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RE: [scrumdevelopment] Who has the last say?

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  • Chris S. Sterling
    Good day, Not too long ago I had written a blog entry on debt in software in terms of design, platform experience, configuration management, quality, and
    Message 1 of 12 , Aug 2, 2007
      Good day,
      Not too long ago I had written a blog entry on debt in software in terms of design, platform experience, configuration management, quality, and technical.
      Chris Sterling
      Agile Coach / Certified Scrum Trainer
      Experience is easy to provide and quickly put to good use by people with all the other qualities." - Dee Hock

      From: scrumdevelopment@yahoogroups.com [mailto:scrumdevelopment@yahoogroups.com] On Behalf Of Ilja Preuss
      Sent: Wednesday, August 01, 2007 10:22 AM
      To: scrumdevelopment@yahoogroups.com
      Subject: Re: [scrumdevelopment] Who has the last say?

      Yes, I like the concept.

      Another great explanation of what happens when you compromise quality
      for the sake of speed can be found in Ken's google talk. To find it, go
      to google video, search vor "Ken Schwaber" and start with minute 40.
      (The rest of the video is quite good, too, of course.)

      Cheers, Ilja

      Kurt Smith wrote:

      > Hi,
      > I agree as well. I've been in several discussion concerning quality
      > and unrealistic expectations to deliver ahead of the "ideal"
      velocity. When presented with such cases I always refer back
      > to "Code
      Debt". If you are unaware please reference the following
      > URL:
      href="http://www.scrumalliance.org/articles/14-technical-debt-and-design-">http://www.scrumall iance.org/ articles/ 14-technical- debt-and- design-
      > I would like to know what you all feel about this
      concept. It's
      > truly opened a new perpective for me and a new way to
      communicate to
      > business users the results of their decisions. In the
      end the
      > business typically wants a "quality" product and when explained
      > terms they understand such as "debt" it becomes to hit home.
      > --- In
      href="mailto:scrumdevelopment%40yahoogroups.com">scrumdevelopment@ yahoogroups. com, Bas Vodde <basv@...> wrote:
      >> Totally agree. It's the profession of software
      developers to
      > develop
      >> good quality
      >> Bas
      >> Heber Ferraz-Leite
      >>> This has been a while ago, as I'm cathing
      up on 700+ emails ...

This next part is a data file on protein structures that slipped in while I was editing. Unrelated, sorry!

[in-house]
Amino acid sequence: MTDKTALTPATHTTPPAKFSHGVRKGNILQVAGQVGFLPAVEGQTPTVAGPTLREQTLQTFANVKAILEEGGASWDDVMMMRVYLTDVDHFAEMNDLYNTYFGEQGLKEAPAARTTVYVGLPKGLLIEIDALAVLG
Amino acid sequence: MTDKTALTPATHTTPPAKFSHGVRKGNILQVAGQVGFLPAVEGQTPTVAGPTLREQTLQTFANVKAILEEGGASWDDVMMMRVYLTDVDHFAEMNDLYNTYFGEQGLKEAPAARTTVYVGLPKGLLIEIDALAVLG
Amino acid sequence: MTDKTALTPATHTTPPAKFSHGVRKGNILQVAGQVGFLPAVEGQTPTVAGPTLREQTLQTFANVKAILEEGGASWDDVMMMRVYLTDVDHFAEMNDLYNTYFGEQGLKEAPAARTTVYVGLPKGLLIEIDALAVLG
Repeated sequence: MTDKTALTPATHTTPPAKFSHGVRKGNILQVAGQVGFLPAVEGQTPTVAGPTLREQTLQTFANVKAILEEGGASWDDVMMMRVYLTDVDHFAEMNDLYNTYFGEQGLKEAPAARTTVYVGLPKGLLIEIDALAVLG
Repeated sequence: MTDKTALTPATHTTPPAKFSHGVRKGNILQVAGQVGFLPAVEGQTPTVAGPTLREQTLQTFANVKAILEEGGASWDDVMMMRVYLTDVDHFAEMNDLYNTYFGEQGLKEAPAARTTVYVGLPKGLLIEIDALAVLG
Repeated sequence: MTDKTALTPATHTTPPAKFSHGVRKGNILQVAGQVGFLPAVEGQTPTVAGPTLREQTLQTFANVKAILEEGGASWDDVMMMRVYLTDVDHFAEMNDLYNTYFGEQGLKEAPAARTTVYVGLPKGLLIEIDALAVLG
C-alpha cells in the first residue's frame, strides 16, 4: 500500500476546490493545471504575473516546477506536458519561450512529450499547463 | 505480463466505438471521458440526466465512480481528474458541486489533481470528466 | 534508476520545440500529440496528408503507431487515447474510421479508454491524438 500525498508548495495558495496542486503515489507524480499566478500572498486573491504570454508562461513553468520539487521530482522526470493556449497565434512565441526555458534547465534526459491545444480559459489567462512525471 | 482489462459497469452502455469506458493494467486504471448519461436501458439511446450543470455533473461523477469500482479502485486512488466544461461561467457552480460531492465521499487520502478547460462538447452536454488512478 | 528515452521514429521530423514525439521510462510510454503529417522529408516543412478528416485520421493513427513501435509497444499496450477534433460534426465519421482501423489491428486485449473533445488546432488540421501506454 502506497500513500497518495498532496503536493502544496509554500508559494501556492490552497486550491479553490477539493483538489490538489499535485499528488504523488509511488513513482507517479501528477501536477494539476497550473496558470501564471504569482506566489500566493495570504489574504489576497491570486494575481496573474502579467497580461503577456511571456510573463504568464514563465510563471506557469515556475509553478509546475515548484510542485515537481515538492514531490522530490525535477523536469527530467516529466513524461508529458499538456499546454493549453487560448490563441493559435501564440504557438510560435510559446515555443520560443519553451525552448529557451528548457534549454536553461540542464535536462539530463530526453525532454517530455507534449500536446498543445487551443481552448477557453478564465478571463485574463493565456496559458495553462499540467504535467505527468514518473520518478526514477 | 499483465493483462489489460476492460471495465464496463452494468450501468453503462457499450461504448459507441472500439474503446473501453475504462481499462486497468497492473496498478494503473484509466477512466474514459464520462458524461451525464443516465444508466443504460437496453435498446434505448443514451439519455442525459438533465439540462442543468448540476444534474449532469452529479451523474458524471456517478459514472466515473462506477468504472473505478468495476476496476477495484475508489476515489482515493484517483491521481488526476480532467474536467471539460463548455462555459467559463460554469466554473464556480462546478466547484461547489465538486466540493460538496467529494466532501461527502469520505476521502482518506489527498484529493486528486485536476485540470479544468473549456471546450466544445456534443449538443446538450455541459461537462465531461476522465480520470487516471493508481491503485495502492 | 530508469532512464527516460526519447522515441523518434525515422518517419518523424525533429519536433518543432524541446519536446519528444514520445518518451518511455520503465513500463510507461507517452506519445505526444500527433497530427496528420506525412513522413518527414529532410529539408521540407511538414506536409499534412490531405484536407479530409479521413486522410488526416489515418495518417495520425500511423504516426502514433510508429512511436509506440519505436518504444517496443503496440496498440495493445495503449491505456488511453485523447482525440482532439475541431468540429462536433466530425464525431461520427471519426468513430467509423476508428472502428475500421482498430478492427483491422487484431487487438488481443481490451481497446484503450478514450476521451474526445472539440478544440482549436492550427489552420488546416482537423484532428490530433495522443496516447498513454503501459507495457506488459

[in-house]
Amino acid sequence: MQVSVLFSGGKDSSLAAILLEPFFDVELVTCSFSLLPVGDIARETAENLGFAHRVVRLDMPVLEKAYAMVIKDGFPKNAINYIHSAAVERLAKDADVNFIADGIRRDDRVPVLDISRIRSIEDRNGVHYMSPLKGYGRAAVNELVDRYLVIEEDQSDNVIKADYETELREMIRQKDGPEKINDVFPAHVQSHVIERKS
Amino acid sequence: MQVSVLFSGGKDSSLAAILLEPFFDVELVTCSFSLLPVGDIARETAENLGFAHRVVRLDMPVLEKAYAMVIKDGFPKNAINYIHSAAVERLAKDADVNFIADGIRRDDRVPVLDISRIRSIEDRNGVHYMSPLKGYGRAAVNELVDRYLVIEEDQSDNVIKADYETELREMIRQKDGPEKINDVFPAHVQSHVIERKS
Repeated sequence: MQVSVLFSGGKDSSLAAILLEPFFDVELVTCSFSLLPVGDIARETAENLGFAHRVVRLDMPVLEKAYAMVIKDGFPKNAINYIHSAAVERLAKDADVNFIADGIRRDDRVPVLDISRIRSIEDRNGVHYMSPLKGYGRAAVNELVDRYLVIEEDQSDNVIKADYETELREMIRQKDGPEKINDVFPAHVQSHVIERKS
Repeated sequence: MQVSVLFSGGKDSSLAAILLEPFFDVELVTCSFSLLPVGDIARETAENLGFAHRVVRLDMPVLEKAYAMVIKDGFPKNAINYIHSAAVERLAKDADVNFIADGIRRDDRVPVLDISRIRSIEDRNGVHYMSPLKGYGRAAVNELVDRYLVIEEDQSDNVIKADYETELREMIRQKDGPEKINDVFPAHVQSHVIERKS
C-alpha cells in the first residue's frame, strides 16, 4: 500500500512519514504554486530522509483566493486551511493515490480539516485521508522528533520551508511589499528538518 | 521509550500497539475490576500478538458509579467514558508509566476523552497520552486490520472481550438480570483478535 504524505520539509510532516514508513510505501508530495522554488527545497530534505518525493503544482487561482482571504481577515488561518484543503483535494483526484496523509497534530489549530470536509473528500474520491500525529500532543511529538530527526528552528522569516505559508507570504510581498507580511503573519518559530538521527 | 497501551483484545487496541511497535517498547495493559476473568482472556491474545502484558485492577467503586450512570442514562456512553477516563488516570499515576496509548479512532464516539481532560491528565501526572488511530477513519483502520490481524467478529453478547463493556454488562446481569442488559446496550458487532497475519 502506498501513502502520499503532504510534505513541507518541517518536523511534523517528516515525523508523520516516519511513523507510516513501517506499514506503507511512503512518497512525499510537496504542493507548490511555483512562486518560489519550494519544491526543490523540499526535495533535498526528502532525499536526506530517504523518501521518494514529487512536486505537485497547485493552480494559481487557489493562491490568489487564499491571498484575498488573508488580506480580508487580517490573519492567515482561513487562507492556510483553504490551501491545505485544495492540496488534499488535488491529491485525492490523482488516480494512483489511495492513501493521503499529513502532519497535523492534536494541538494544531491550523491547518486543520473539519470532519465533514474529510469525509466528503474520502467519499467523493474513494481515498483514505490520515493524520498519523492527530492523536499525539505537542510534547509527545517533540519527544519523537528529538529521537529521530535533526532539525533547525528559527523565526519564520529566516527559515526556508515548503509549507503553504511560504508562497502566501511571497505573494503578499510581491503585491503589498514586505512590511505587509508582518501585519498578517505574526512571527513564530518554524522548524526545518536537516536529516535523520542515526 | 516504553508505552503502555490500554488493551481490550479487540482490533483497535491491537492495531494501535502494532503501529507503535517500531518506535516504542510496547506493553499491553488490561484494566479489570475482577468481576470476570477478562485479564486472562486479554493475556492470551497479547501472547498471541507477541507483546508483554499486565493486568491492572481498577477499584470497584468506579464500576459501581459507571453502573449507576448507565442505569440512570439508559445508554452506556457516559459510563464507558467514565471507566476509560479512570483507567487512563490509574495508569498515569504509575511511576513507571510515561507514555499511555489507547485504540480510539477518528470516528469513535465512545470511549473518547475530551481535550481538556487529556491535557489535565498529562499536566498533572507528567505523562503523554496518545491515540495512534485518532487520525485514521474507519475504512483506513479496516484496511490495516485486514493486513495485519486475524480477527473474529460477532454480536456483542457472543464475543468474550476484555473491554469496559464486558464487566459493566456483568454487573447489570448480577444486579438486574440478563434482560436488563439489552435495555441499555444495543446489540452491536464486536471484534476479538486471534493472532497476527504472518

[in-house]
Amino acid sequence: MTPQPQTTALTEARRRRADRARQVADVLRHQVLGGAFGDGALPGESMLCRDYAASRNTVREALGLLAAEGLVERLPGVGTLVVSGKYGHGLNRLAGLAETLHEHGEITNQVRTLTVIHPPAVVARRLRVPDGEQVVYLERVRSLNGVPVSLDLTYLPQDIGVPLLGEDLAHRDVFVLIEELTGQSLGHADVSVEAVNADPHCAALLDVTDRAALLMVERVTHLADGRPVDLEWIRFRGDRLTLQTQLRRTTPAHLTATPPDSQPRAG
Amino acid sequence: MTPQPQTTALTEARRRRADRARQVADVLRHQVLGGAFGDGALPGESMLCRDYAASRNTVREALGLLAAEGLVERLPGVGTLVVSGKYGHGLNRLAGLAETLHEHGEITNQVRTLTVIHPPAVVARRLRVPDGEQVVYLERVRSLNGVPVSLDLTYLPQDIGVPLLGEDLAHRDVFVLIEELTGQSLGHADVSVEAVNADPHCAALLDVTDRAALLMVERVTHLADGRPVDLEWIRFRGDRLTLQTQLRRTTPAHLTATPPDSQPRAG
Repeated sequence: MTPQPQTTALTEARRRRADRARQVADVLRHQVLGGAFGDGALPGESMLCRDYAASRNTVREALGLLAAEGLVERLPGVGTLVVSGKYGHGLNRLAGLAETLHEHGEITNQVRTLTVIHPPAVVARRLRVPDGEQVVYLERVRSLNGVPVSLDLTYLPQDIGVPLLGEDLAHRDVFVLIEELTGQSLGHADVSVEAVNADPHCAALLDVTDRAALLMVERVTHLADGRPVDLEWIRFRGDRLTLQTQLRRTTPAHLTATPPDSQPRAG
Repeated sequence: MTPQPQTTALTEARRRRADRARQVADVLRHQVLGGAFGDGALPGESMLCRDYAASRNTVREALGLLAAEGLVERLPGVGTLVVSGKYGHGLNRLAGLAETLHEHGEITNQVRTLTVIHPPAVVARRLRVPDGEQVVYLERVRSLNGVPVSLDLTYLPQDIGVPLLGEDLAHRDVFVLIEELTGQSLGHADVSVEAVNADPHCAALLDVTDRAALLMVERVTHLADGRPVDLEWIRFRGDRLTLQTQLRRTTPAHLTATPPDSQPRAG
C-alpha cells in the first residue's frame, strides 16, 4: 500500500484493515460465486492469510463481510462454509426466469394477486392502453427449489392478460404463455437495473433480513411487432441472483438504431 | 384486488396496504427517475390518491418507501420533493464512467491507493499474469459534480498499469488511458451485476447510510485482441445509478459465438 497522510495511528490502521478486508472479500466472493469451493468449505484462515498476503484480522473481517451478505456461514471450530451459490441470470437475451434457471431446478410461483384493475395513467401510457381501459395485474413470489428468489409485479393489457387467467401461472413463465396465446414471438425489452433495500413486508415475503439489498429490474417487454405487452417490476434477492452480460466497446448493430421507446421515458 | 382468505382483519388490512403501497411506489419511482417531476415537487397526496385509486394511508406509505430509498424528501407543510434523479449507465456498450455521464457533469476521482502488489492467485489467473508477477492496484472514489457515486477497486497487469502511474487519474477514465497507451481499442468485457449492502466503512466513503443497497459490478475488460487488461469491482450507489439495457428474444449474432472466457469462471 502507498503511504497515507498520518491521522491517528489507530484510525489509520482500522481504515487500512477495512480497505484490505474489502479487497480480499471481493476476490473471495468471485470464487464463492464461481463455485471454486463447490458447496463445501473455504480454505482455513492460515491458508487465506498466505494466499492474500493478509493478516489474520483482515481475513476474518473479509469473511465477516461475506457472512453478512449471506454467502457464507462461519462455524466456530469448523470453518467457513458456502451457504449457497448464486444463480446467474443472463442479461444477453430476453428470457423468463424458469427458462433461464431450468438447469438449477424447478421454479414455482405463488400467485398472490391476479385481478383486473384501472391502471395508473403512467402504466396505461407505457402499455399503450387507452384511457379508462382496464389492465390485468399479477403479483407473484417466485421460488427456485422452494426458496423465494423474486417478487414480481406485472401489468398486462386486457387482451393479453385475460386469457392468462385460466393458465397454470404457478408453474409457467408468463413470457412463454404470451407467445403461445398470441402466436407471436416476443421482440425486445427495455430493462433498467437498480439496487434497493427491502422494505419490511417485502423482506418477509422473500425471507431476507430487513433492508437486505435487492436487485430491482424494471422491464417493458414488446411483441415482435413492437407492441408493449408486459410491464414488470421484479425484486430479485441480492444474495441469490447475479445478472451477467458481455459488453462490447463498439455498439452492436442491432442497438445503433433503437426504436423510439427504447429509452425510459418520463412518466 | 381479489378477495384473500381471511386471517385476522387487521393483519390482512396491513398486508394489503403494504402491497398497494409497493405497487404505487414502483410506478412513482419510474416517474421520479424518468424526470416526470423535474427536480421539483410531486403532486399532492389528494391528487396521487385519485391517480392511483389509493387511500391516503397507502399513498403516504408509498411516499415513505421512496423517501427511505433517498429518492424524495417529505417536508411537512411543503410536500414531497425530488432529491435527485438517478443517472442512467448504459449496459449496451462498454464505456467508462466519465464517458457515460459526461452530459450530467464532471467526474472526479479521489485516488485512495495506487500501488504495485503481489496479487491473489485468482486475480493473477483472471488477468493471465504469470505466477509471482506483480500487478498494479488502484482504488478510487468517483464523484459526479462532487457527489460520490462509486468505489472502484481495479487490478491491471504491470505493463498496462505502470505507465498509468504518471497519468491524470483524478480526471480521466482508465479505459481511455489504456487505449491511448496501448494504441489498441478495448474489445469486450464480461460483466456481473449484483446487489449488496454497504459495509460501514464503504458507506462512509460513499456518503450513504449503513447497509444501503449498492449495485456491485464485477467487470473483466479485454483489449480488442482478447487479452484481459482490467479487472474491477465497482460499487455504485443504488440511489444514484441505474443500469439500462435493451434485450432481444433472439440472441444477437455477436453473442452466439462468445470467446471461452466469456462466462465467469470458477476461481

> But I'd
      >>> still like to
      >>> <<< Who's jurisdiction is the
      final say as to what is developed?
      > Surely
      >>> the team
      cannot decline Option A for the perceived quality that
      >>> Option B
      will provide as it will lose the company business.
      >>> Everybody seems to have named the
      PO ... But I think it is
      > dangerous to put
      >>> it that way,
      as it may bring the thinking of "cut quality to meet
      >>> deadline" into scrum. The PO is responsible for the stories
      > implemented,
      >>> but not for the way they are implemented.
      How things are
      > technically
      >>> implemented is a decision of
      the team.
      >>> The PO should say what exact
      functionality is expected, define
      > priorities,
      >>> etc. ...
      And then it's the team's job to commit to something that
      > can
      >>> delivered with good quality. It's the scrummasters role to
      > sure that
      >>> these rules are adhered
      >>> I don't think that the PO should have the
      option to say "I want
      > it delivered
      >>> with poorer
      quality", because the customer that the PO is
      > delivering to
      >>> certainly not expect poorer quality. Reducing quality may
      > you make a
      >>> short term presentation, but in the
      long term it will create more
      > costs
      >>> because of
      bugfixing, poorer code maintenance, and loss of
      > reputation
      >>> your company.
      >>> If the POs
      requirements cannot be commited to within a certain
      >>> it's the PO's job to reduce the requirements (or
      simplify them)
      > so that they
      >>> can be met, and outline a
      roadmap for the rest.
      >>> So ... It's the PO's call
      what will be implemented ... But it's
      > not anyone's
      >>> call
      to reduce quality. The call the PO needs to make is to reduce
      complexity, or choose not to reduce complexity and show less
      >>> at his demo ... With a roadmap for the
      implementation of the rest.
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